On March 29, 2023, I introduced the Fairness for All Canadian Taxpayers Act in the Senate. If passed, it would require the Government of Canada to disclose all convictions for overseas tax evasion and to measure the “tax gap” — the difference between what taxes should have been collected by the Canada Revenue Agency (CRA) and what is actually collected.
The proposed legislation would amend the Canada Revenue Agency Act to require the federal tax agency to report on all convictions for tax evasion, including a separate report listing all convictions for overseas tax evasion, in an annual report tabled in Parliament. It would require the Minister of National Revenue to report to Parliament on the tax gap every three years. It would also require the CRA to provide the Parliamentary Budget Officer (PBO) with data it has collected on the tax gap, and any additional data the PBO considers relevant to its own independent analysis of the tax gap.
Many other countries — the United States, the United Kingdom, Turkey and Sweden among them — measure their tax gaps and have found it to be a valuable policymaking tool. They all agree that money hidden overseas must come home, and that tax gap information helps to identify the dollar amounts involved and the measures required to fight overseas tax evasion.
The PBO testified before a Senate committee in March 2020 and said: “I am convinced … having worked both at the CRA and been PBO for a year and a half now, that there are hundreds of millions, if not billions, of dollars in taxes that go undeclared, unreported and that escape Canadian tax authorities, probably on an annual basis due to the international transactions that take place.”
For its part, the well-respected Conference Board of Canada published a report in 2017, titled Canadian Tax Avoidance: Examining the Potential Tax Gap, that concluded up to $47 billion in taxes could be going uncollected by the Government of Canada.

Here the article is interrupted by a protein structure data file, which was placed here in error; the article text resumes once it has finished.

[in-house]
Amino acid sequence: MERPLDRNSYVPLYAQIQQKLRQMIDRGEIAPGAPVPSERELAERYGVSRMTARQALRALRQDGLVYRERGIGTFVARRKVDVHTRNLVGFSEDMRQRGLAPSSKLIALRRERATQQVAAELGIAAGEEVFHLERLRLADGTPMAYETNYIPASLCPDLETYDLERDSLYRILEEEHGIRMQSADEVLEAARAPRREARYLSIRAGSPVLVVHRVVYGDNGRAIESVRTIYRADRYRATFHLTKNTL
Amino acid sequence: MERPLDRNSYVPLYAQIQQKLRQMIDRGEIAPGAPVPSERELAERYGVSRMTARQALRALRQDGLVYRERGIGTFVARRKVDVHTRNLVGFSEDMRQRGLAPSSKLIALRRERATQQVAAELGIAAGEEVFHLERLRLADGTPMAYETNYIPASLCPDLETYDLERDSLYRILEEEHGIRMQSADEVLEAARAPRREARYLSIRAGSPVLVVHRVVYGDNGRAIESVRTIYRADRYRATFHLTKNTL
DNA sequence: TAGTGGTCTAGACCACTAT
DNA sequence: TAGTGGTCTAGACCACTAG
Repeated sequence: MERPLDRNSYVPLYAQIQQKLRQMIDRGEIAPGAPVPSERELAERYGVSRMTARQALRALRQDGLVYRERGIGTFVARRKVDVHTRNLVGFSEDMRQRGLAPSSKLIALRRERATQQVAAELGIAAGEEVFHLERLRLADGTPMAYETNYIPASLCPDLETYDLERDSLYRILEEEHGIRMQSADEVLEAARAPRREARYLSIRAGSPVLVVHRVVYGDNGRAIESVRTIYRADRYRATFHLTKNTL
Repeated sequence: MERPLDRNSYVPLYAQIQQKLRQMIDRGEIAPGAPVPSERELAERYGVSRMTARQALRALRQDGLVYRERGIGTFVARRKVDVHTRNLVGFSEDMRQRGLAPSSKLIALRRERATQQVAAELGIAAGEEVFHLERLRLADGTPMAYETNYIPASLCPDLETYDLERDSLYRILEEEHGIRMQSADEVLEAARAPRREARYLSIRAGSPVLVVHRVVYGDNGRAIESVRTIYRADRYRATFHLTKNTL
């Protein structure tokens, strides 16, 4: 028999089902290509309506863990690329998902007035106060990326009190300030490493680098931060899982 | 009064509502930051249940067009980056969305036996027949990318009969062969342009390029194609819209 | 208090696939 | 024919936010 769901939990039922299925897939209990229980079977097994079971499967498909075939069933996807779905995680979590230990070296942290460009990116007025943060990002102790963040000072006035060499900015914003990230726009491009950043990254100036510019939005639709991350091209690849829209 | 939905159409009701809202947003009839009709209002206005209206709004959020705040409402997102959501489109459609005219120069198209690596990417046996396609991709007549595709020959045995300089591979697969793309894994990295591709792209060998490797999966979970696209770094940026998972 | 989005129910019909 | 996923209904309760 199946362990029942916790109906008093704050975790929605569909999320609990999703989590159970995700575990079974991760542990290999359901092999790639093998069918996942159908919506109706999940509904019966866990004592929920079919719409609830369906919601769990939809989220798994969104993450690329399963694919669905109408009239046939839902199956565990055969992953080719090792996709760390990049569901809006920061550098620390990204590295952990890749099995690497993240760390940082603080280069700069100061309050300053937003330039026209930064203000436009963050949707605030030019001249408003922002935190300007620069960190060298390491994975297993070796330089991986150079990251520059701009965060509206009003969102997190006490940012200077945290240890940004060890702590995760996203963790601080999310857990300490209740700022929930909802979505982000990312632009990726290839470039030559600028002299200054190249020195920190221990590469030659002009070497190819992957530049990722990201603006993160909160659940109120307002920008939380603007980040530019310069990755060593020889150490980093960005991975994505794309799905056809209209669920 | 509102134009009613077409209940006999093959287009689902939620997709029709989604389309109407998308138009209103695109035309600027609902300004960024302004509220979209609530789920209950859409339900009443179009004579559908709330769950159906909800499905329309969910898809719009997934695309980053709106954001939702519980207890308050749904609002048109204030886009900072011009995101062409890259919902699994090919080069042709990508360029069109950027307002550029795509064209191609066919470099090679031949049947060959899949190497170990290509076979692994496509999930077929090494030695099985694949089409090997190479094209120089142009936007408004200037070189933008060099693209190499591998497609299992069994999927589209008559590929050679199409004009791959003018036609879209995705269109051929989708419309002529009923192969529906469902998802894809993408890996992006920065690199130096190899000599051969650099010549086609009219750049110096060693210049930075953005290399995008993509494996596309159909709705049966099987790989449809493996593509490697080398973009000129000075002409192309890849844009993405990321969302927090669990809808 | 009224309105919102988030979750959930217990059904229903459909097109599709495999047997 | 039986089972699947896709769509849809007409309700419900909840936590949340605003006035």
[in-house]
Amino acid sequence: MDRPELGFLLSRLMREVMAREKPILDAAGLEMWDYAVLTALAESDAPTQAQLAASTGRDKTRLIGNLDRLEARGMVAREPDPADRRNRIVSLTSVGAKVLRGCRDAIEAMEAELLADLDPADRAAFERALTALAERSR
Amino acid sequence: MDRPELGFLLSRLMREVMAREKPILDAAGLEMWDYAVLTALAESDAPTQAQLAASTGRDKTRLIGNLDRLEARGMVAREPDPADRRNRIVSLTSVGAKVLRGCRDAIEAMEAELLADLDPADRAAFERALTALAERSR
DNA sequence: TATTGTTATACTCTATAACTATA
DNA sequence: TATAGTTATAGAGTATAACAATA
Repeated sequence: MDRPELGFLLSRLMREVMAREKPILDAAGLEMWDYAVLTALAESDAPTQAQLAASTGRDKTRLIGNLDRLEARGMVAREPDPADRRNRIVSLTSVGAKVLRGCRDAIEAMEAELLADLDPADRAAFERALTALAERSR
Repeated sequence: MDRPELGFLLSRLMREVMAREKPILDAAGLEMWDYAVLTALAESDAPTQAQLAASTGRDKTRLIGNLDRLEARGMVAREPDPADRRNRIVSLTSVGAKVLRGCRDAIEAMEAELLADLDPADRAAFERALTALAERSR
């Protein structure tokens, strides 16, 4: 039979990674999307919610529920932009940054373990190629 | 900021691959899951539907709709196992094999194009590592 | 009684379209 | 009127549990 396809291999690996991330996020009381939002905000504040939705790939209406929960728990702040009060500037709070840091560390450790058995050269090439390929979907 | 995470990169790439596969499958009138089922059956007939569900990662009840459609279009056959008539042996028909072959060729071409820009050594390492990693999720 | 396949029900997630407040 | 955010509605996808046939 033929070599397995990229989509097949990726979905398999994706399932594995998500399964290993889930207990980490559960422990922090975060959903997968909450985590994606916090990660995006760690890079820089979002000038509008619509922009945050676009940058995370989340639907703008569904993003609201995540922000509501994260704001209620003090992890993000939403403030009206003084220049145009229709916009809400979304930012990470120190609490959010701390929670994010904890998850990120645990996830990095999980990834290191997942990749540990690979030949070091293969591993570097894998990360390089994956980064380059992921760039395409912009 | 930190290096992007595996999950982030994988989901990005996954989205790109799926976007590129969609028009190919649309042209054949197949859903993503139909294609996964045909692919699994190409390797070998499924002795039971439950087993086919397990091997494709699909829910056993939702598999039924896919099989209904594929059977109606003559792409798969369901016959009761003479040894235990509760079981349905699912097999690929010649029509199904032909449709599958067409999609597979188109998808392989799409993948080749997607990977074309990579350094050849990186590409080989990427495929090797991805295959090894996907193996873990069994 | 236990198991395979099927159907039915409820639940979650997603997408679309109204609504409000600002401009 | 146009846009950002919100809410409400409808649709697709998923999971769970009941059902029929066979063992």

The CRA has produced some information about the tax gap after having been compelled to by the government, but we need more information. We need a series of reports to measure the effectiveness of CRA’s action; to see what’s working and what is not. My bill would enshrine that in law.
What the CRA is not doing is obvious by its inactivity on the Panama Papers disclosure, which revealed that hundreds of Canadians had money hidden overseas in Panama.
In the years since the release of account holders’ names in 2016, countries around the world with citizens identified in the Panama Papers collected over $1.36 billion in taxes that were owed to them but hidden in Panama.
As of 2021, the last year for which information is available, Australia had recovered nearly $138 million; Ecuador, $84 million; Spain, $166 million; and even Iceland, a country of 340,000 people, had recovered $25 million. Canada has not announced the recovery of a nickel. Zero.
The Fairness for All Canadian Taxpayers Act will not by itself solve the problem of overseas tax evasion, but it would help to clearly identify the size of the problem in Canada and force the government to make that information available to Canadians. The lack of convictions for overseas tax evasion undermines Canadians’ confidence in our tax agency and our government. Why are Canadians who hide their money overseas treated differently than the rest of us?
In the words of the Auditor General of Canada’s November 2018 report on the tax agency: “It is … important for parliamentarians and the public to have complete and transparent information. They need to assess whether the agency is meeting the government’s objective to crack down on non-compliant taxpayers, so that all taxpayers pay the right amount of taxes.”
Transparency is at the heart of my bill. It would require the CRA to be more open about what it is doing — and what it isn’t doing — to ensure Canadians have faith in the fairness of their taxation system. Otherwise, we have two classes of Canadians: those with the means to hide their money in tax havens and the rest of us, who have to pay more than our fair share to make up the shortfall.
By Senator Percy Downe
Senator Percy Downe represents Prince Edward Island in the Senate.